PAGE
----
Also, for those that have ill feelings toward Zach and me for our media attention (and even to those who are upset for no reason at all), I suggest you redirect your animosity elsewhere. If you’re upset over our media attention, then be active and get media attention for whatever it is you believe in. Contact the mayor, city council, whatever; just don’t contact me as my focus is on healing Zach, seeking justice for Zach and trying to make a difference. It’s ridiculous to waste time posting your jealousy for Zach’s’ attention when you could be seeking out attention for your own cause. The city is a serious war zone and to criticize me for my efforts of bringing the issue to light is completely idiotic. And unless you have lived my exact life and suffered my exact same tragedies, than you have no room to judge, and I will not waste any energy on your ignorance.

Rather than go to trial, the prosecutor did  plea bargaining. Sanft reports:

Prosecutors say they had solid reasons for pursuing the plea deal that left three of the four Sowers assailants eligible for parole in four years. Among other wounds, Sowers incurred something doctors call “diffuse axonal injury” in his brain, the result of microscopic damage to nerves. Magnetic resonance images revealed no blotches of deadened neural activity in the brain to point to, no medical “smoking gun” that would sway a jury. What’s more, the neighbor who reported the crime couldn’t pick Ramos out of a police lineup, and police lifted only one Ramos fingerprint from the roof of the Sentra. Prosecutors say that an attempted murder charge against Ramos could have petered out in a jury room.

Anna writes shortly thereafter:

If you’re going to commit a crime, do it in Baltimore City.” This is a saying I heard a few months ago and I certainly learned the validity of it on Monday morning as the plea agreement was reached without my consent. Actually, I think the saying was told to me as a joke. I certainly wasn’t laughing. I truly wish justice meant “an eye for an eye.” I have absolutely no sympathy for these four defendants. I hate them and I will hate them forever. I will never forgive and never forget and no one can judge me for that. Because of them, I have no husband. I come home to an empty, dark house and a mailbox full of medical bills. And what do they get? Well, because we live in Baltimore City, Ramos gets only 40 years for: carjacking a woman in Elkton, attempting to murder my husband, conspiring to rob my husband, robbing my husband and robbing a woman the day after Zach with a gun (Price had the gun)! The 40 years Ramos got was a concurrent sentence for all of these horrific offenses!! And same for the other 3 savages. They were given 8 years for basically the same thing, minus the carjacking. All 4 were involved in a separate robbery with a handgun after they attacked Zach, and all they got was 8 measly years! As much as I am disgusted by the “stop snitching” subculture, I hope that subculture’s own thugs live up to their word this time.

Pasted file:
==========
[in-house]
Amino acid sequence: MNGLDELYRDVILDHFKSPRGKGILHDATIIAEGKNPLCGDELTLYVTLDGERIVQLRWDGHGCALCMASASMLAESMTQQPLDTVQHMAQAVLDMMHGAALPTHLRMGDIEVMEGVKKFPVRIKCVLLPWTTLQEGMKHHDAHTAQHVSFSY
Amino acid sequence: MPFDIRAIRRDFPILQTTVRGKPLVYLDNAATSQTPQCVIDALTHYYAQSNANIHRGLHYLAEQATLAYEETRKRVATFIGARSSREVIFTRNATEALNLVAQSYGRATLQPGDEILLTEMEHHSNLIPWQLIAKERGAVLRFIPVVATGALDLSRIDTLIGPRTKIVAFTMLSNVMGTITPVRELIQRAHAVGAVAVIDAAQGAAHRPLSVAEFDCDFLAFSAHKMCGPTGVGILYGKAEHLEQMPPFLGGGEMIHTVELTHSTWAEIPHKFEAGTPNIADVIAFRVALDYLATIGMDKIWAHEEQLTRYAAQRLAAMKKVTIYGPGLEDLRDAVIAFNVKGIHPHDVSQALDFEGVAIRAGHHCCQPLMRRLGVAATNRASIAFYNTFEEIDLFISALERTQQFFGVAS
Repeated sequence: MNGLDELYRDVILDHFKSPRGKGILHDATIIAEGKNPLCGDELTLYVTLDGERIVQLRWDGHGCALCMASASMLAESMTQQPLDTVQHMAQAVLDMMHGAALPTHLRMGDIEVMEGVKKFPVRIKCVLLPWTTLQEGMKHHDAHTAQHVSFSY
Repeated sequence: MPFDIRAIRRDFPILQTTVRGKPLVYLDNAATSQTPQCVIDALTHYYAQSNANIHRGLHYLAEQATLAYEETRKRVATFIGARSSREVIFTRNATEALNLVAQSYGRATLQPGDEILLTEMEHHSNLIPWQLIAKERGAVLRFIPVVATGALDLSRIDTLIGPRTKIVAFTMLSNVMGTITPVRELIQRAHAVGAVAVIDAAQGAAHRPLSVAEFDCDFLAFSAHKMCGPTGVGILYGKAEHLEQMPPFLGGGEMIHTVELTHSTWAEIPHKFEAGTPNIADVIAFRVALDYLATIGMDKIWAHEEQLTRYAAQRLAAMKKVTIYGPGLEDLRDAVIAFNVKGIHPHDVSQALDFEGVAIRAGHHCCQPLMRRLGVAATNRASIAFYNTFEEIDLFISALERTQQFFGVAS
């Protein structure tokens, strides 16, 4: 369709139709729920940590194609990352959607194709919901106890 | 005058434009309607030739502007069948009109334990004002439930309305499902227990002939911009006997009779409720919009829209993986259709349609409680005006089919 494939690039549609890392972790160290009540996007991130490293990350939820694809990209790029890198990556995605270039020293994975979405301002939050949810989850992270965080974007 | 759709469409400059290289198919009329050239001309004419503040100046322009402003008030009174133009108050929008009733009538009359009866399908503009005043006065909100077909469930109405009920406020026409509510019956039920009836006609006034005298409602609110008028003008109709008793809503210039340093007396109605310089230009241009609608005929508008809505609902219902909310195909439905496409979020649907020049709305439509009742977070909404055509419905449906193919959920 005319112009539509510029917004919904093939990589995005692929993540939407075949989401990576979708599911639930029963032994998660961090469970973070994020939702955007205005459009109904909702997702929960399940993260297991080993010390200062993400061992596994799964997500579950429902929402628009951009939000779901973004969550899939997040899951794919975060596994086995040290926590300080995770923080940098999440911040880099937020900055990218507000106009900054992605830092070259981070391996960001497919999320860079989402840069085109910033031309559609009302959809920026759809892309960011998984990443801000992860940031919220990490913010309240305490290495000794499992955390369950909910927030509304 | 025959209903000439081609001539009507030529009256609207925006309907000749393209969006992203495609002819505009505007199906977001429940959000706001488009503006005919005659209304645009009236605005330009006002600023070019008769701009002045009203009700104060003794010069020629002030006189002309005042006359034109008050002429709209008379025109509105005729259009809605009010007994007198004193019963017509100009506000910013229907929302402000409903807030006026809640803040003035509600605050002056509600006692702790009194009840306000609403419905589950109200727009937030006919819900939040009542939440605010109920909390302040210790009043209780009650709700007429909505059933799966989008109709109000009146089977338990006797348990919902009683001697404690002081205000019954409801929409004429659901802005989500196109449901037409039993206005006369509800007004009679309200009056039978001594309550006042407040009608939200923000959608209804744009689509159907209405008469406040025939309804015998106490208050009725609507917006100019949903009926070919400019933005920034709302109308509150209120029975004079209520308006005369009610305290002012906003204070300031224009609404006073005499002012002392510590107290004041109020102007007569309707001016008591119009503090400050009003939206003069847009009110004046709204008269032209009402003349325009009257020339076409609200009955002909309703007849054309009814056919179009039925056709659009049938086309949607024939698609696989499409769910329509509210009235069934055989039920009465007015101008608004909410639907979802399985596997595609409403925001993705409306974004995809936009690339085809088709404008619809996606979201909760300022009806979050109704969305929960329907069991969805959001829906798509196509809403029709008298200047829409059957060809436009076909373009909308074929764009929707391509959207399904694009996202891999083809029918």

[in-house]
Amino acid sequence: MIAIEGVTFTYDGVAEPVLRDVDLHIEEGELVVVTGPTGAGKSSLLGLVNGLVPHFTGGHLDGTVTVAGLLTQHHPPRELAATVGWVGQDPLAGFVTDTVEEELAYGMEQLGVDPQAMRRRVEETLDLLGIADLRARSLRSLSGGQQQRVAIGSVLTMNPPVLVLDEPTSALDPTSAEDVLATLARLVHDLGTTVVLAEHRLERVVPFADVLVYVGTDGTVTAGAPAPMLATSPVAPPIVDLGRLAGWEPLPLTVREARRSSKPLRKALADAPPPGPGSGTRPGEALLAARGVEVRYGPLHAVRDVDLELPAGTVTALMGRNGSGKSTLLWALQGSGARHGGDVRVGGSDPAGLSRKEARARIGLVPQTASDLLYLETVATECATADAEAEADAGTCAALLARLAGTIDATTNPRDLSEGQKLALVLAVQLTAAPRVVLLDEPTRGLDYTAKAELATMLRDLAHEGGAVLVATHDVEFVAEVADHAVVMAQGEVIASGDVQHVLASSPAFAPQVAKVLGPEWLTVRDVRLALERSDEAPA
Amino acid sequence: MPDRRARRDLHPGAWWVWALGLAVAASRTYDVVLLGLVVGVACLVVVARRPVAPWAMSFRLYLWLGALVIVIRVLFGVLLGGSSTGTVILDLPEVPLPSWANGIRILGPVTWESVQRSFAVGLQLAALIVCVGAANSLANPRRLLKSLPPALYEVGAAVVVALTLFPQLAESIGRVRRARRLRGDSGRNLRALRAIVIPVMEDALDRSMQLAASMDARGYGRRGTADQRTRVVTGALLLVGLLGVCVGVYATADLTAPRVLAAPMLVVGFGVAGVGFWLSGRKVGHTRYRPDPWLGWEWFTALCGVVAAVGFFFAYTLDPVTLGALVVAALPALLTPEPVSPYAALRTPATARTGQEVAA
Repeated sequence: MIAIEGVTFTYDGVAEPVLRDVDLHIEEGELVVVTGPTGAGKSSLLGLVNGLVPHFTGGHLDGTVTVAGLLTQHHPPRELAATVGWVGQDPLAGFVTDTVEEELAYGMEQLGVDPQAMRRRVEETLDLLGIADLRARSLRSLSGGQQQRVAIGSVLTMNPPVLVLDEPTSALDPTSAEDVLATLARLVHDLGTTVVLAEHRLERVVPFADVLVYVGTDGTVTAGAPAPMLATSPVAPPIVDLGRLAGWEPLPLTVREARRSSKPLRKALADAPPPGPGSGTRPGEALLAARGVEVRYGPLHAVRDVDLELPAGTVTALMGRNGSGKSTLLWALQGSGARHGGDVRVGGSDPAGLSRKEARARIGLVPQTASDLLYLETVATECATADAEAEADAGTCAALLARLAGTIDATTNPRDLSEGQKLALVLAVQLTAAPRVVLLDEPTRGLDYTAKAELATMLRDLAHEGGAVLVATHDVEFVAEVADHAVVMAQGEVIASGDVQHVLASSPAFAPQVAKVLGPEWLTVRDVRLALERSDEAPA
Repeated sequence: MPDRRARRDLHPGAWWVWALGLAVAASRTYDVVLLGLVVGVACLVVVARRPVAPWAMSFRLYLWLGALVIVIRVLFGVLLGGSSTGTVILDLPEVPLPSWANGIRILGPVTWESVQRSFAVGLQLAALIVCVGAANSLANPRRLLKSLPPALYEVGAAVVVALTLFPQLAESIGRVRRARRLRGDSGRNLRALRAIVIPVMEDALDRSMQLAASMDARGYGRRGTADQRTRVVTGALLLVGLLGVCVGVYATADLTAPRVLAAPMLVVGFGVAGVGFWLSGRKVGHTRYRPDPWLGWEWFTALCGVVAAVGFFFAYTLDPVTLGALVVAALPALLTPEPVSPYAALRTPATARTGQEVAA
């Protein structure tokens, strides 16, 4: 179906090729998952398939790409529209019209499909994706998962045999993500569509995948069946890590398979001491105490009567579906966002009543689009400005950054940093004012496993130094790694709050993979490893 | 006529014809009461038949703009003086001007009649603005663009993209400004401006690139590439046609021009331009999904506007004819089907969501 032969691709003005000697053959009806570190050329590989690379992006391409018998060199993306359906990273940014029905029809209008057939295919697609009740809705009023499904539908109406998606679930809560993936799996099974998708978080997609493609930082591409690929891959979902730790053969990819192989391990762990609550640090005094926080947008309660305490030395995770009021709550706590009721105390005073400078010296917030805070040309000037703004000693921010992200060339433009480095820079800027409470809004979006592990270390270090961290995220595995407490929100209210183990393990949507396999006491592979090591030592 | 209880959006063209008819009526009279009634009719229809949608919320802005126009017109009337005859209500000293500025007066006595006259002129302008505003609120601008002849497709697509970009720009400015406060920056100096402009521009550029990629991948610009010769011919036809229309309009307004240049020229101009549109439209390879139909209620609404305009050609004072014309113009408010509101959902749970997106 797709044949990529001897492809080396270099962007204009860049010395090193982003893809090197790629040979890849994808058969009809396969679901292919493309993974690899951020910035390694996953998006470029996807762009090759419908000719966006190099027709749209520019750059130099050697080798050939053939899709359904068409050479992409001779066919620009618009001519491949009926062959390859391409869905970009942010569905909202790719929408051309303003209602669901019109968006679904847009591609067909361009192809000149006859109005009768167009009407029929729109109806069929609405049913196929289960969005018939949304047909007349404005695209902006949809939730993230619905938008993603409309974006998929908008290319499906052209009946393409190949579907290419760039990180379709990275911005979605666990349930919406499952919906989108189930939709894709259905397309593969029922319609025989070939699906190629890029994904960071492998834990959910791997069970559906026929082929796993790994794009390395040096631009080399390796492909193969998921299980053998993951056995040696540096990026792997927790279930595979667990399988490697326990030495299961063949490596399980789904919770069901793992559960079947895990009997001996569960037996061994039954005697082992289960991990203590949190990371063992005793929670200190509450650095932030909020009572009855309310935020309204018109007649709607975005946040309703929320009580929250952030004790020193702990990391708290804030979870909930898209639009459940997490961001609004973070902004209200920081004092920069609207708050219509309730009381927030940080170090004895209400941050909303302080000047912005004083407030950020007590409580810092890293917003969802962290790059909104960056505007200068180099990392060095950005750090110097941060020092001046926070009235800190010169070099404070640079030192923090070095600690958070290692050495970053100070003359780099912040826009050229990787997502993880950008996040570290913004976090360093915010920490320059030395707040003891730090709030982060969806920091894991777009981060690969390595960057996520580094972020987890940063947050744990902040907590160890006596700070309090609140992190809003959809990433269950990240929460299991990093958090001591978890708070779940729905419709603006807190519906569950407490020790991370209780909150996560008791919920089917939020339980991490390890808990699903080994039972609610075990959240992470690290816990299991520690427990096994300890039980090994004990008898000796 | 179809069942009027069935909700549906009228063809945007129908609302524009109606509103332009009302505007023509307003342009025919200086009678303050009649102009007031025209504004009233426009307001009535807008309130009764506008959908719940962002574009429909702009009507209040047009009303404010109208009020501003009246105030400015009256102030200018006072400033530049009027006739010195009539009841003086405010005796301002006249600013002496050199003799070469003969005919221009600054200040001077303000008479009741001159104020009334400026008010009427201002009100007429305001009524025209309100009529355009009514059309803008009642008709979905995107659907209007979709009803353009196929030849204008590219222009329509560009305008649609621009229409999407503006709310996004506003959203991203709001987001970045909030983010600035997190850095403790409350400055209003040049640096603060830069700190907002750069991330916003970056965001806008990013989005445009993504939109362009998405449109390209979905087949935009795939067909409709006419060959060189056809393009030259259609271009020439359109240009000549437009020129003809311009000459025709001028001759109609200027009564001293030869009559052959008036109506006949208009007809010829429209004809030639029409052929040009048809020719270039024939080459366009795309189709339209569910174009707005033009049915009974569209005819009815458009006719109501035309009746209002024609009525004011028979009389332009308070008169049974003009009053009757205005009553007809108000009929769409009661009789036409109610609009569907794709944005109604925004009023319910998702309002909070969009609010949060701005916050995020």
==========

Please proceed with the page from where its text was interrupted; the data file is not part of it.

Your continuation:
As justified as her expression was at that moment, I want to reiterate that this was only a small part of the journal. The journal –which served a practical purpose of keeping the community informed — ended up becoming a testament to a woman’s love (and  the love offered by other family members). What they went through was horrifying, and yet they kept their feelings of compassion and hope and even a sense of humor. As I read this journal, I find myself wondering what would happen if I were a crime victim or if another person close to me were killed; it would devastate us, but it would not kill us; we would survive, we would never lose our ability to connect with other human beings.  I would probably put up a similar kind of blog. Anna and Zach spent a few years together — time which seems all the more precious in retrospect.

I lived in Baltimore for one brief year. Crime used to be bad,  but not this bad.   Yet it was the first time I confronted the realities of urban living. A woman down the street was murdered, and we were all shaken. Once, while walking  to a party in downtown Baltimore, a crackhead tried to sell me crack. It was scary, and yet this was the first time I had lived in a city where people actually walked to work, bought groceries from the corner grocery store, had a neighborhood farmer’s market,  took the bus regularly, walked through seedy neighborhoods. One of my favorite moments during my stay was walking with friends to the old Baltimore Oriole stadium. It was  a 30-45 minute walk, and the neighborhoods were old and had personality. Houston, by contrast, doesn’t allow these kinds of interactions.  Houstonians stare at each other through car windows and locked doors at red lights, and occasionally at supermarkets. If a person died in Houston, the only way you’re going to hear about it is to watch the local news.